UW Students Receive PBK Awards at Undergraduate Research Day

pictures of Anne Chenchar, Jasper Hunt and Sydney Stein

Three University of Wyoming students were honored for demonstrating excellence in research during the 2017 Wyoming Undergraduate Research Day at UW.

Anne Chenchar, of Cheyenne, and Sydney Stein, from Laramie, were co-recipients of the Phi Beta Kappa (PBK) Award for Excellence in the Liberal Arts. The award recognizes projects within the liberal arts that showcase excellence in nonvocational, nonprofessional or nontechnical studies. Chenchar and Stein received $500 prizes as part of the award.

Jasper Hunt, of Laramie, won the PBK Award for Integrative Excellence in the Liberal Arts, along with a $1,000 prize. Award-winning projects in this category must articulate the interfaces between science and the human condition in a nuanced way that shows understanding and not simply consideration.

“Phi Beta Kappa is an honorary that recognizes scholarly attainment of the liberal arts and the sciences,” says Rachel Watson, a UW Department of Molecular Biology associate academic professional lecturer and PBK member. “Our award categories very much embody this.”

The awards are made possible by an endowment in honor of Louise A. Lee Johnson, who participated in the chartering of UW’s chapter in 1940.

Chenchar, a senior majoring in microbiology and physiology, presented “Magic Use in Roman Sexual Performance.” She worked with her faculty mentor, Laura DeLozier, a senior lecturer in the UW Department of Modern and Classical Languages, to focus her research on the use of magical practices to treat infertility in ancient Roman society. Chenchar also examined magical use through spells and potions, as well as the social aspects of magical use to increase sexual performance.

Stein, a recent UW graduate who majored in communication, with minors in gender and women’s studies, and the Honors Program, investigated the intertwining origin stories in the television show “How I Met Your Mother.” Her research project, titled “The Blue French Horn: Intertwining Origin Stories in ‘How I Met Your Mother,’” shows that two origin stories can occur at the same time without compromising the integrity of another. Stein collaborated with Leah LeFebvre, an assistant professor in the UW Department of Communication and Journalism.

Hunt, a junior majoring in psychology, with minors in philosophy and disability studies, examined the relationship between personality and writing. He and his faculty mentor, Robin Barry, an assistant professor in the UW Department of Psychology, studied personality questionnaires and short writing samples (fewer than 50 words in many cases) from 86 cohabiting couples. Even though the writing samples were brief, Hunt and Barry found weak-to-moderate correlations between personality and writing style.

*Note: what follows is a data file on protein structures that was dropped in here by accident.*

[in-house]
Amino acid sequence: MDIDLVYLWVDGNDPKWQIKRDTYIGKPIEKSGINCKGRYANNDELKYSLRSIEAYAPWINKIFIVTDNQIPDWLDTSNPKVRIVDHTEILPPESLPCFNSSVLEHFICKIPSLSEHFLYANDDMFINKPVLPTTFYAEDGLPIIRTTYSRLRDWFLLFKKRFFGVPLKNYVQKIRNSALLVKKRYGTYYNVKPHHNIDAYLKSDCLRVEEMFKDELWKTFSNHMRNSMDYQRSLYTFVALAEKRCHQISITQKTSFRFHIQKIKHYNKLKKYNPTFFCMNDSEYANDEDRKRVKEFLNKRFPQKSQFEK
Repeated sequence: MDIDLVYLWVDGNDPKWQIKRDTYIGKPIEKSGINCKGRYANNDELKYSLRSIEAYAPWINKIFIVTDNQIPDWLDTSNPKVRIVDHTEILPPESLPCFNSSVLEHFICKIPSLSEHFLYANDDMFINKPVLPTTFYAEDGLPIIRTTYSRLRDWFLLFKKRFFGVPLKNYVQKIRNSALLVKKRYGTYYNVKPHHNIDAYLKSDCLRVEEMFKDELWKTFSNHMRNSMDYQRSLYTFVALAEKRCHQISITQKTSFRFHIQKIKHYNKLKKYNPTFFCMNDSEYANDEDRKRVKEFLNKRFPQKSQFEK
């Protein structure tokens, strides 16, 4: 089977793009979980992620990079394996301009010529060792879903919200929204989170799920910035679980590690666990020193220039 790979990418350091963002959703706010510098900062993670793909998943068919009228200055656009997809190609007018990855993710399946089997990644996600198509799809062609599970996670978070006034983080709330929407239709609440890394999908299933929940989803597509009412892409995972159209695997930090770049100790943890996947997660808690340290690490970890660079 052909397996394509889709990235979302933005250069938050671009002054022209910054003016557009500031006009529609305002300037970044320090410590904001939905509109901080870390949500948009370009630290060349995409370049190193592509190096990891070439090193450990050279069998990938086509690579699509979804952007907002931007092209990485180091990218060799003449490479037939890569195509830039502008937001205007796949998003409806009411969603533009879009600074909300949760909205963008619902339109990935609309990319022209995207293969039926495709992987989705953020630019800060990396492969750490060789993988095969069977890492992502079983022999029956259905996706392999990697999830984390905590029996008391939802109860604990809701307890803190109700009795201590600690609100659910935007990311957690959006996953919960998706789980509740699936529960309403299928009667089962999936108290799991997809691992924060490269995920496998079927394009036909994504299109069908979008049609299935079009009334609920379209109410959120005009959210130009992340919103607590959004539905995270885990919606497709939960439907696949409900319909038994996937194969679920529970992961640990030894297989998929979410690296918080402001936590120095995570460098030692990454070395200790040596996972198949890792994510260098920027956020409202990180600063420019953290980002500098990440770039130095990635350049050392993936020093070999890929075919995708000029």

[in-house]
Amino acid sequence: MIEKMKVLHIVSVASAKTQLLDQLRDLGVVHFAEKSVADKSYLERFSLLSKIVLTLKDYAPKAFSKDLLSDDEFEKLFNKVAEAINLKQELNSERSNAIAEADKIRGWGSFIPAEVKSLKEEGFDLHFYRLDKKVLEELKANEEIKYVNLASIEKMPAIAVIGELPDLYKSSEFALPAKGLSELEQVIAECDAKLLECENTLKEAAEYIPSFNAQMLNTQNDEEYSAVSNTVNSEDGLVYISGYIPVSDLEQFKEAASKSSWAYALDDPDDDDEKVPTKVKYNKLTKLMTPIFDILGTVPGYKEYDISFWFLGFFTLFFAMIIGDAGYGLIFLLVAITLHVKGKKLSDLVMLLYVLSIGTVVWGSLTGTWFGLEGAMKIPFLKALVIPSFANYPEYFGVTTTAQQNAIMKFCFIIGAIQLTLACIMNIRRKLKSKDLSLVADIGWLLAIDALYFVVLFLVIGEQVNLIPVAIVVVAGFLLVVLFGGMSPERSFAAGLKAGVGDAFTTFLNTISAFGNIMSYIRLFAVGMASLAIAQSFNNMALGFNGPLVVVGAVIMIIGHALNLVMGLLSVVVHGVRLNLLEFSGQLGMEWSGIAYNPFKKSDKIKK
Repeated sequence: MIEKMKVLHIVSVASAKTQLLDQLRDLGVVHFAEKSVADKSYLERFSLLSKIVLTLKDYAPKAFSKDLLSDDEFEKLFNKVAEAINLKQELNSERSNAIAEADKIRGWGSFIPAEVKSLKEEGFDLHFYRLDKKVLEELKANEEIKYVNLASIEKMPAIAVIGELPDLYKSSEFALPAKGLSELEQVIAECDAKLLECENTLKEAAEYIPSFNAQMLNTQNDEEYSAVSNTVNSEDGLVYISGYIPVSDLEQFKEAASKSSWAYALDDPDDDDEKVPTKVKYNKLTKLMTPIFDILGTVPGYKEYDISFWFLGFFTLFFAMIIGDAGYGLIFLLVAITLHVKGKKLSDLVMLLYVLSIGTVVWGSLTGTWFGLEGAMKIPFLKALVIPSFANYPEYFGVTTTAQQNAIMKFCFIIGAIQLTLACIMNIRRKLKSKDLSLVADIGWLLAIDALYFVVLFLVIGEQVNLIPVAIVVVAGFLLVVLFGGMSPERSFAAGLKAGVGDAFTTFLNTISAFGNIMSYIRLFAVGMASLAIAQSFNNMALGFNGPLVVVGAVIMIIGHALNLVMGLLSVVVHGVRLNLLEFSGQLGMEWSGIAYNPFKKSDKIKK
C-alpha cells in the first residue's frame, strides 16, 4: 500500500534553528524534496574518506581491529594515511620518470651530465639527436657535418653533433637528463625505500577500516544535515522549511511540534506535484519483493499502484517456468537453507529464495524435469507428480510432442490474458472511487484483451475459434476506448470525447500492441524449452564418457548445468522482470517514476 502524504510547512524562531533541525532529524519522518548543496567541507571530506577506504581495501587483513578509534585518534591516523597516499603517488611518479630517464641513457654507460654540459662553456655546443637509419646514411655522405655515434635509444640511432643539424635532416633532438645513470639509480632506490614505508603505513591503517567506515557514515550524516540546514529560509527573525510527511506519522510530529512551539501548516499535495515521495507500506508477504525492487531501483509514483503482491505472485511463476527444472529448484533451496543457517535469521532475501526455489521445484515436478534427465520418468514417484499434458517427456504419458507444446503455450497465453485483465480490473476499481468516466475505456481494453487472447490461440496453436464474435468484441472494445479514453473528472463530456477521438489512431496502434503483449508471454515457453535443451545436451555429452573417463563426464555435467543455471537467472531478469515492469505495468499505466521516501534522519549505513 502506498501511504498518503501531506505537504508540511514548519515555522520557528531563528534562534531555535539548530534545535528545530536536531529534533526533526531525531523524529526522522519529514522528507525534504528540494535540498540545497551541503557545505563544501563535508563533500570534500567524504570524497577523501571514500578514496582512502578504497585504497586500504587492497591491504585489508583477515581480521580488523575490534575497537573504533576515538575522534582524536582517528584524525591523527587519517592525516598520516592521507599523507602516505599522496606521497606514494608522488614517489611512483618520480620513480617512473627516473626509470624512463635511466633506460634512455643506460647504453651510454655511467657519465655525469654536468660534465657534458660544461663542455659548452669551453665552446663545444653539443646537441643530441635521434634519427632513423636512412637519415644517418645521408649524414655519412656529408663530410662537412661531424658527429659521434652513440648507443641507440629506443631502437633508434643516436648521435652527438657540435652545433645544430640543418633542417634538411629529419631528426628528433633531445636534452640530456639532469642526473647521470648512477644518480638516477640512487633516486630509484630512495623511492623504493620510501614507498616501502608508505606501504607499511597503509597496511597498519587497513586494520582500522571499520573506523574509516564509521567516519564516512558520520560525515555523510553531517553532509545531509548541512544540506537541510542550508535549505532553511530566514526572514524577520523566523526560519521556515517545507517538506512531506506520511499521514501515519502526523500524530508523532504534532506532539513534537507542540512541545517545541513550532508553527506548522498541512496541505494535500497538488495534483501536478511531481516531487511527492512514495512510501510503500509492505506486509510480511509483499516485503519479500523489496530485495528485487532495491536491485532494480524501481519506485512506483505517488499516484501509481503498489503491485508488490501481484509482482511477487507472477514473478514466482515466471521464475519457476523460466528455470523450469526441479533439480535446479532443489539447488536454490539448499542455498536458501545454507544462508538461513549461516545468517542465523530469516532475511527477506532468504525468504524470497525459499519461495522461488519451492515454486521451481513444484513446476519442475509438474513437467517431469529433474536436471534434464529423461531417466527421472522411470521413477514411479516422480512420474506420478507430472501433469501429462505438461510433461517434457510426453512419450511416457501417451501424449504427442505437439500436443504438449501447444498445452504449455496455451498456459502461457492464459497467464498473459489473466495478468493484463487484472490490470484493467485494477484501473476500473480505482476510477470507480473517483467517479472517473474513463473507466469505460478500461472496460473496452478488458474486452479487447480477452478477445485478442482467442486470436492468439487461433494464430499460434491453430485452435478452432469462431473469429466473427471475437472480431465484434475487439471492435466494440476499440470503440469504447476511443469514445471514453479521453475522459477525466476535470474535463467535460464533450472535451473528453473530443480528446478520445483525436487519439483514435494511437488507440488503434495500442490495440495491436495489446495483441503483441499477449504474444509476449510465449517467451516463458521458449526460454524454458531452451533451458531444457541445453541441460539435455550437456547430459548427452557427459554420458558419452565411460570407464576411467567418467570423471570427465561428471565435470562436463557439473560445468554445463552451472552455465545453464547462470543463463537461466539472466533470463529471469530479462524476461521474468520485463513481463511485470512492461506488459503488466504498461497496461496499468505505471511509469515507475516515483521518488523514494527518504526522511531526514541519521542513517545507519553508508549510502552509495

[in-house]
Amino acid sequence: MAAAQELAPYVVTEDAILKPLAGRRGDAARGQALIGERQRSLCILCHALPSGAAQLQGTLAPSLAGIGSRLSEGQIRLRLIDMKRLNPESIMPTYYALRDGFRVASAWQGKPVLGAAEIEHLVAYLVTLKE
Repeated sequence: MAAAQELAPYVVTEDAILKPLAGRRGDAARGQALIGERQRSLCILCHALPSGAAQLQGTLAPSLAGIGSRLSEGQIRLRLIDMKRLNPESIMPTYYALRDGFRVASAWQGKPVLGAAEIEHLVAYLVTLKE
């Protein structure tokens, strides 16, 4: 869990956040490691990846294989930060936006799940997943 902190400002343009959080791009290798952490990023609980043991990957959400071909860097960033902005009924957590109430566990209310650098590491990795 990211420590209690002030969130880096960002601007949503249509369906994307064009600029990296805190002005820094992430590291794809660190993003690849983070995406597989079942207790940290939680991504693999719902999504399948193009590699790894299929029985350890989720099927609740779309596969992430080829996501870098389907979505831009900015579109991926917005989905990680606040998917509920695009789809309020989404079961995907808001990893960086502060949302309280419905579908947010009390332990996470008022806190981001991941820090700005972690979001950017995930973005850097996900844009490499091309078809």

Hunt says his research project, titled “How Telling is Author Voice? Further Associations Between Personality and Writing,” demonstrates that writing analysis can be remarkably accurate in determining things about a person -- things that the person wasn’t even writing about.

Watson, who headed the awards selection committee, says 250 students submitted brief videos of their work to be considered for the awards. The committee members selected nine finalists from the video submissions. After attending the finalists’ presentations during Undergraduate Research Day, the committee members chose this year’s award recipients.

“Anne’s display was a bold example of the liberal arts, and Sydney’s was a very in-depth analysis,” Watson says. “Quite honestly, Jasper won the integrated category in a landslide victory. His project was a nuanced intertwining of analysis and a beautiful statement on the human condition.”

This year, 491 UW and Wyoming community college students presented their research projects at Undergraduate Research Day. The event recognizes and celebrates the accomplishments of undergraduate student researchers.

Chenchar says her undergraduate research experience at UW has been varied, ranging from the sciences to the liberal arts. She experienced a new way of researching in preparing her Undergraduate Research Day project.

“I learned how to use translated, ancient primary sources and scholarly works written on a similar topic to aid in my findings,” Chenchar says. “I believe that this experience with liberal arts research has made me a more competent researcher, by allowing me to learn new avenues to research and find material outside of the sciences.”

Stein describes her research experience as “absolutely fabulous.” She credits her faculty mentor for guiding her through the research process and not only helping her produce a professional paper, but also submit and present the paper at the Rocky Mountain Communication Association 2017 Conference.

“The one-on-one research experience with Dr. LeFebvre helped shape my education and show me what it’s like to work in an academic setting,” Stein says.

Hunt cites his research experience with helping him to grow academically and personally.

“I truly cannot recommend undergraduate research highly enough,” Hunt says. “To anyone who shares the burning hunger for knowledge that I feel, take that first step. Ask a professor if you can work in their lab. You will not regret it.”

For more information about PBK at UW, visit www.uwyo.edu/pbk.



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